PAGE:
TIPTON, MO., October 13, 1863
I have just arrived at this point; all right. General Ewing left Sedalia at 3 a.m. to-day, toward Arrow Rock.
R. H. BROWN,
JEFFERSON CITY, MO., October 13, 1863
Major R. H. BROWN, Tipton:
Send the following by messengers from Tipton and from La Mine to General Ewing. General Schofield telegraphs this evening as follows:
Advices received from General Guitar from Glasgow leave no doubt that the enemy went west from Boonville. Brown had a fight with them last night, and another this morning. Last accounts the rebels were going toward Lexington; our troops in pursuit.
HEADQUARTERS IN THE FIELD.
Seven miles from Longwood, October 13, 1863-2 p.m.
Dispatches from my scouts received at 1 a.m., showing that the enemy crossed La Mine just about mouth of the Blackwater yesterday afternoon, and then turned north, crossing Blackwater on the Marshall road. I started men at daylight from Sedalia toward Marshall, and am taking another command from Boonville road near La Mine, crossing northwest to Longwood, from which I will move as information shall there reach me. I fear General Brown trusts too small messenger parties, who are scared off or picked up. I still hear nothing from him. Cannon heard this morning in the direction of Arrow Rock. I will reach Longwood at 4 p.m. Very bad road.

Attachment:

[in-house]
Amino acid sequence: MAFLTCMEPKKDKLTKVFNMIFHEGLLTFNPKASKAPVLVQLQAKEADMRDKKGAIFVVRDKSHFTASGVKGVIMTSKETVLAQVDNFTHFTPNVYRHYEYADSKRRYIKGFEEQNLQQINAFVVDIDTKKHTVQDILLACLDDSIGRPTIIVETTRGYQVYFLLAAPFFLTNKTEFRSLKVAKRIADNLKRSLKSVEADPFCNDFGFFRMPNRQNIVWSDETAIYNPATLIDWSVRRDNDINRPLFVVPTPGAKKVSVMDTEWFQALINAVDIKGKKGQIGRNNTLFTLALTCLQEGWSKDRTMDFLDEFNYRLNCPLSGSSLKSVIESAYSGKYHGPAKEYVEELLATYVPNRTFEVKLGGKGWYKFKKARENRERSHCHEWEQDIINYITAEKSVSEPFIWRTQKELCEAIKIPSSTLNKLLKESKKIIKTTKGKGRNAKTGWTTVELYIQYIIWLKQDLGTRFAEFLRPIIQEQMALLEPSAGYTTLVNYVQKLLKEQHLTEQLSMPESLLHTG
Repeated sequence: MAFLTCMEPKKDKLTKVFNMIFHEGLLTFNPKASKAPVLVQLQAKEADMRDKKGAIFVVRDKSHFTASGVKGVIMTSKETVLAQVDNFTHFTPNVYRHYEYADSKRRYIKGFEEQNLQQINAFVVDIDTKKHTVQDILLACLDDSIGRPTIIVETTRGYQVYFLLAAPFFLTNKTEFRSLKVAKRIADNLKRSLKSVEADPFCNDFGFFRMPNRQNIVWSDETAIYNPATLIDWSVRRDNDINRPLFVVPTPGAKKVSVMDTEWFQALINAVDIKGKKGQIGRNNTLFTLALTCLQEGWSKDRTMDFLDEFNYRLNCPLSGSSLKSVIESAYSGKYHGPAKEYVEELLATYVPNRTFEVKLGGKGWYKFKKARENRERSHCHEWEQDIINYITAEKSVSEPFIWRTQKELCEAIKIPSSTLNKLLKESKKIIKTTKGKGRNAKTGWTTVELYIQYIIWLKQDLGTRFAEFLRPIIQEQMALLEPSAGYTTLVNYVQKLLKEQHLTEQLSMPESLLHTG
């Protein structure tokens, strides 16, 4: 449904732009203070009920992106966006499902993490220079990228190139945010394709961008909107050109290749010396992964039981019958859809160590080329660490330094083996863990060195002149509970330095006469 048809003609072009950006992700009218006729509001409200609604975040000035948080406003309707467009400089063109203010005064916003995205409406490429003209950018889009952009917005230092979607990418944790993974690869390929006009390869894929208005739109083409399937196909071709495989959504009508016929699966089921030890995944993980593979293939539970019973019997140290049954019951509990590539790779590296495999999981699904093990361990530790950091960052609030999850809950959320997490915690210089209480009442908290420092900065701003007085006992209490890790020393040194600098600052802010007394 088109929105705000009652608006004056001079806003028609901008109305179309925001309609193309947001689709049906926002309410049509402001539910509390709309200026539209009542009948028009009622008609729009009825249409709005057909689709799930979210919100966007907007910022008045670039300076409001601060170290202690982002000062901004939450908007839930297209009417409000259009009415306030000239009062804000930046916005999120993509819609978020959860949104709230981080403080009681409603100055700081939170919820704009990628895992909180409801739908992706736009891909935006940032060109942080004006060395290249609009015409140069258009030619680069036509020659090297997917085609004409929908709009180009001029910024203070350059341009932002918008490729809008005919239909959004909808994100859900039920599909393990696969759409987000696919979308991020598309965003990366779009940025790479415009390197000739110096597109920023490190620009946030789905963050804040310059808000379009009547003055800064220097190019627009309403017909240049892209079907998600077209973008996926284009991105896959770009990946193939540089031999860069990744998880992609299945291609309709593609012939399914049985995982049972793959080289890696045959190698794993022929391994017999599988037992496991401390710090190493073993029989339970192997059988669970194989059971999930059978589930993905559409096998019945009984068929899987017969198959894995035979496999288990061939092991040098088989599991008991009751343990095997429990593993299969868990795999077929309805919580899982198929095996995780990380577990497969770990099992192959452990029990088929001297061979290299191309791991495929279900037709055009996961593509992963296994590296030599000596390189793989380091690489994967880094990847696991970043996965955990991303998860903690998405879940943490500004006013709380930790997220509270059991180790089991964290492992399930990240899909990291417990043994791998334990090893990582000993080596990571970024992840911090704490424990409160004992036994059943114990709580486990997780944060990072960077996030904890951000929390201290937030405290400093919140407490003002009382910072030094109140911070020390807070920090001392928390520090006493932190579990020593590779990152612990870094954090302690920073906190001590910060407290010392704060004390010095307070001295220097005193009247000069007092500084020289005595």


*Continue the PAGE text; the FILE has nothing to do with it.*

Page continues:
THOMAS EWING, JR.,
LE ROY, KANS., October 13, 1863
Yesterday morning at 2 o'clock. I received a dispatch from Neosho Falls, written by Colonel Coffin, Indian superintendent, informing me that the guerrillas had taken Osage Mission the day previous, and were marching up the valley with a force of 500 men. I started Lieutenant [George W.] Simons at once down the valley with 20 men, with orders to proceed by way of Humboldt, and obtain information, and followed at daylight with my own company and four companies of Kansas State Militia. I reached Humboldt at 9 o'clock a.m., and there learned that only a small rebel force had been at the Mission, and had left. I sent two companies of Kansas State Militia back to Le Roy, and at 4 o'clock p.m. Lieutenant Simons returned, having been at the Mission. He informed me that 20 guerrillas had entered the Mission the day previous at daylight, took about 40 horses and all the powder and lead they could find, also 4 prisoners, and left, going south. Eight miles below the Mission they released two of the prisoners, who were citizens, and